‘Inside Glossier,’ and 4 Other Stories We’re Reading This Week
Here’s what you missed while dreaming about America’s taco truck utopia…
Selected by Kristen Poli, content strategy associate
I feel vaguely lucky to live in a world where a woman once known primarily by the designation “super intern” is now the well-respected CEO of one of the fastest-growing e-commerce brands in the U.S. In this piece, BuzzFeed examines Emily Weiss’s approach to Glossier’s brand strategy from all angles, from social posts to packaging.
The author attributes the success of the brand to its ability to listen to, and act on, requests from its highly active audience, a group that Weiss began curating four years ago when she launched her first publication, Into the Gloss. The brand prides itself on being cool but never tries too hard, a belief that seems to extend to everything from its Instagram aesthetic to its big-picture marketing strategy.
Weiss’s decision to tap into the socially savvy community she helped develop may make her an unlikely heroine of content marketing. Also, anyone who calls a product “tactile content” is worthy of a shoutout.
The New York Times: A Celebrity Z-List? Yes, It Exists
Selected by Dillon Baker, associate editor
It used to be that reality shows were the only place to make your name if you were desperate for fame and had no discernible skills. Create an outlandish audition tape, get in a couple of fights, spew your catch phrase repeatedly, rack up the media appearances—suddenly, you’re on the C-list.
Like pretty much everything related to the media, social media has changed that equation. Now, wannabe Kardashians can do it all on networks like Instagram and Snapchat. Instead of creating the next Keeping Up With the Kardashians, just post your crazy life on social media and, boom, you have a following.
This article goes in depth on the truly obscure celebrities who dominate the gossip of social networks—and how a new kind of media industry is evolving to monetize this so-called “Z-List.” I love articles like this, and for anyone interested in the dynamics of celebrity and media, it’s a must-read.
Startup Grind: I Got Scammed By A Silicon Valley Startup
Selected by Ann Fabens-Lassen, communications manager
This is probably the worst startup nightmare I’ve read to date. Although this former director of marketing didn’t out her former employer, it didn’t take long for the internet to figure out that the company in question is WrkRiot, which sells—or sold—recruiting software.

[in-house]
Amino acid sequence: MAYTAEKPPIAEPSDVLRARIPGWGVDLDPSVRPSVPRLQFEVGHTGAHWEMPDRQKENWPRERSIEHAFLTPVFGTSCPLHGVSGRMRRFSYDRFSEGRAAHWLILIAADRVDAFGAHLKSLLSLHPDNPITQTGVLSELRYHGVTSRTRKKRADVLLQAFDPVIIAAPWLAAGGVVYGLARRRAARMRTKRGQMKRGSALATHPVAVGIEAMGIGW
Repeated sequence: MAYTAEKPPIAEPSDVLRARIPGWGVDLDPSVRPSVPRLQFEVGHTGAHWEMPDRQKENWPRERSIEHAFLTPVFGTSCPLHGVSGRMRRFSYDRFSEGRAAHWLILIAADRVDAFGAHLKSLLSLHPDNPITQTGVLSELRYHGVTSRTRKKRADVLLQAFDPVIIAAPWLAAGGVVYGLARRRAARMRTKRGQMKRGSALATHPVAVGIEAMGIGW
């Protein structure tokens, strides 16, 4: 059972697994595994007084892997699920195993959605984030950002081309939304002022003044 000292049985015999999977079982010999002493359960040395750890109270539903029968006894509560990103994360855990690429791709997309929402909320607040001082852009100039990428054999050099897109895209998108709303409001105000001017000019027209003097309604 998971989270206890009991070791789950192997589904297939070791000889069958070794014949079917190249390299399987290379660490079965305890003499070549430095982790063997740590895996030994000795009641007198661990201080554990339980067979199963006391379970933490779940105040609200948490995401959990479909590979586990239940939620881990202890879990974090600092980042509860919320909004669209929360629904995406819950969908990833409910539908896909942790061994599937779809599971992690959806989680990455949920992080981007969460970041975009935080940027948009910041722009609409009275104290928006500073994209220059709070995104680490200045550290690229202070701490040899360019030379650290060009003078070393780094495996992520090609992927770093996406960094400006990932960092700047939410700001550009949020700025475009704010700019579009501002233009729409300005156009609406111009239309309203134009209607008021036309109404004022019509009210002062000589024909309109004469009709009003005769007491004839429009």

The CEO did just about everything wrong: from the illegal, like lying about his credentials and forging wire transfers, to just bad business decisions, like trying to launch a product with no differentiator or clear story.
If you work at a startup, this article will either terrify you or make you feel lucky, depending on your situation. And if, like many people outside of the startup bubble, you already think we’re all nuts for working in this industry, well, this article will certainly reaffirm your belief.
Selected by Brian Maehl, talent development manager
It’s been an interesting month for sponsorships and athletes. First, Speedo dropped Ryan Lochte after his incident in Rio. Now, Colin Kaepernick’s protest of the national anthem could convince sponsors like EA Sports and Apple-owned Beats that he’s not front-man material, depending on how they feel about his divisive stance (or, rather, kneel).
While Lochte’s situation is more or less due to stupidity, Kaepernick could be in hot water with sponsorships due to a political view. As The Ringer pointed out this week, athletes are joining sensitive conversations more often, and how sponsors react to this increasing overlap is huge. If athletes like Kaepernick are dropped, it’s reasonable to assume we’ll see a decrease in such activism. Perhaps brands will be even more selective with the athletes they pay. If sponsors don’t bat an eye, however, there may be even more incentive for athletes to use their platform to speak out.
The Ringer: A Short History of the Spotify–Apple Music Beef
Selected by Jordan Teicher, senior editor
I love corporate beefs. Big companies worth millions and billions spend so much time agonizing over how to be bland and appeal to everyone to make more money, but when those companies start fighting with each other, they finally show some personality. Passive-aggressive tweets, petty lawsuits, shady business moves—that stuff is tremendous.
This week, Victor Luckerson wrote a timeline of a beef that’s about to outgrow the slow-cooker: Spotify vs. Apple. The article has a great dek (“It’s West Coast vs. the Eastern Hemisphere”), some sharp one-liners (“In short, the titanic Streaming Wars are a desperate fight for survival for Spotify and a rounding error for Apple”), and a Shakespearian plot in which the company valued at $8 billion is the underdog.
It’s like Athens vs. Sparta, except full of egomaniacal pop stars and overpriced headphones.